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Private sector credit growth soars to 14.07pc

Private sector credit growth soars to 14.07pc

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Private sector credit growth rose to 14.07 percent year-on-year in August mainly driven by a strong US dollar against the local currency Taka, suggests the latest data from Bangladesh Bank.   

This growth is 3.5-year high and is very close to Bangladesh Bank’s private growth credit target of 14.10 percent for the current fiscal year.

Economic analysts and bankers think the healthy growth in private sector credit is a good sign for the economy despite the woes created by the Russia-Ukraine war, but they say the high dollar price might have contributed to the growth.

Banks had to pay more for Letter of Credit (LC) settlement because of the high dollar price in the local market, they explained.

The growth nosedived during the corona pandemic as most of the economic activities squeezed in the country. It stood at 11.07 percent in January this year after rising for the previous eight months.

But the growth faltered again and slipped to 10.72 percent in February after the economy had suffered a blow due to the Russia-Ukraine war. In the following three months the growth rate was 11.29 percent, 12.48 percent and and 12.94 percent.

In June, the private credit grew by 13.66 percent year-on-year, while it grew further to 13.95 percent in July and surpassed 14 percent in August.

The central bank projected a 14.80 percent credit growth for the private sector for 2021-22 fiscal year, which eventually ended up with 13.66 percent growth.

“The credit flow in the private sector was on the rise for the last few months, where the government’s corona incentive loans had a great contribution. Moreover, a congenial investment climate was also created in the country with the waning of the corona crisis,” said Dr Ahsan H Mansur, executive director of Policy Research Institute (PRI).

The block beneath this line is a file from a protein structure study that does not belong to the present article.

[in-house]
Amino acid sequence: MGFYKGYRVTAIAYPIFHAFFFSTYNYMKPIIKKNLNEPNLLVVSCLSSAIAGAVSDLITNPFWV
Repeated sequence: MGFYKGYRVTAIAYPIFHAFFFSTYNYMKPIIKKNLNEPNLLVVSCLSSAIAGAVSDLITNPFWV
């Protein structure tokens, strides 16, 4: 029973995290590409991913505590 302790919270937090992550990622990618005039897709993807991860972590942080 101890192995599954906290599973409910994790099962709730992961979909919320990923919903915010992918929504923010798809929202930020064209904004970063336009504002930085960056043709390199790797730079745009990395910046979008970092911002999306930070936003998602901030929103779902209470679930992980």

He said investors came up with a new investment plan after the Padma bridge and with the news of the opening of metro rail, Karnaphuli tunnel and some economic zones, while banks also responded positively to it. 

“As a whole, the private sector has witnessed momentum. The volume of loans has also risen because the importers had to open LCs at a higher cost due to unusual hike in US dollar price,” he observed.

However, he thinks that it is high time to rein in the dollar price, otherwise, the economy may fall into deep trouble. 

The dollar price started rising in August last year after a surge in imports after the economy returned to normal from the pandemic-induced slowdown.

In the last one year, Taka shed Tk 20 or 23.55 percent price against the greenback. The Interbank dollar price was Tk 105.35 on Monday, whereas it was over Tk 85 in late September last year.

The private credit growth was 13.20 percent in January 2019 and later it kept falling. The situation aggravated by the onslaught of the Corona pandemic since late March 2020.

It hit the bottom at 7.55 percent in May last fiscal year hit hard by the negative impacts of the corona pandemic, the lowest in the country’s history.